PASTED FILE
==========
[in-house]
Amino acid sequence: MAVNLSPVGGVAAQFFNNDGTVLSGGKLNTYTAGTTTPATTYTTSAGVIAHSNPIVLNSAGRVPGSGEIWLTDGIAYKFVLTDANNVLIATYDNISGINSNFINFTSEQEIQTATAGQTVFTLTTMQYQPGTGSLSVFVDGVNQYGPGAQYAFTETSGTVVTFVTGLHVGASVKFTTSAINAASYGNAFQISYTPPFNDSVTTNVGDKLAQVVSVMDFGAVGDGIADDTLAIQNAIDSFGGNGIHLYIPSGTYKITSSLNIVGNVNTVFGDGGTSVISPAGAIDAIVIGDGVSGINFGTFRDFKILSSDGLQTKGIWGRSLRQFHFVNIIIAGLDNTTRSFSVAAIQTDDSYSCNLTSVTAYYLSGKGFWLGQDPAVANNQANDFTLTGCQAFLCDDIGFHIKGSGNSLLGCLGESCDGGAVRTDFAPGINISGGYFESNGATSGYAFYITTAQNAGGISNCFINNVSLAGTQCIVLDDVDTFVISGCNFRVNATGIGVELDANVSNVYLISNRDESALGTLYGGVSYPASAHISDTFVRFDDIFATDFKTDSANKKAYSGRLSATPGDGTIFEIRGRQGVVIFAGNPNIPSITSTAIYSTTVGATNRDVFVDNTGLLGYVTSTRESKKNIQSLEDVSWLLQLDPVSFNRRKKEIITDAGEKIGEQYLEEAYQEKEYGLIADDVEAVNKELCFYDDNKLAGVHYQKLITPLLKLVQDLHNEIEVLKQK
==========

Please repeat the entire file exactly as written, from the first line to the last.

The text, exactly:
[in-house]
Amino acid sequence: MAVNLSPVGGVAAQFFNNDGTVLSGGKLNTYTAGTTTPATTYTTSAGVIAHSNPIVLNSAGRVPGSGEIWLTDGIAYKFVLTDANNVLIATYDNISGINSNFINFTSEQEIQTATAGQTVFTLTTMQYQPGTGSLSVFVDGVNQYGPGAQYAFTETSGTVVTFVTGLHVGASVKFTTSAINAASYGNAFQISYTPPFNDSVTTNVGDKLAQVVSVMDFGAVGDGIADDTLAIQNAIDSFGGNGIHLYIPSGTYKITSSLNIVGNVNTVFGDGGTSVISPAGAIDAIVIGDGVSGINFGTFRDFKILSSDGLQTKGIWGRSLRQFHFVNIIIAGLDNTTRSFSVAAIQTDDSYSCNLTSVTAYYLSGKGFWLGQDPAVANNQANDFTLTGCQAFLCDDIGFHIKGSGNSLLGCLGESCDGGAVRTDFAPGINISGGYFESNGATSGYAFYITTAQNAGGISNCFINNVSLAGTQCIVLDDVDTFVISGCNFRVNATGIGVELDANVSNVYLISNRDESALGTLYGGVSYPASAHISDTFVRFDDIFATDFKTDSANKKAYSGRLSATPGDGTIFEIRGRQGVVIFAGNPNIPSITSTAIYSTTVGATNRDVFVDNTGLLGYVTSTRESKKNIQSLEDVSWLLQLDPVSFNRRKKEIITDAGEKIGEQYLEEAYQEKEYGLIADDVEAVNKELCFYDDNKLAGVHYQKLITPLLKLVQDLHNEIEVLKQK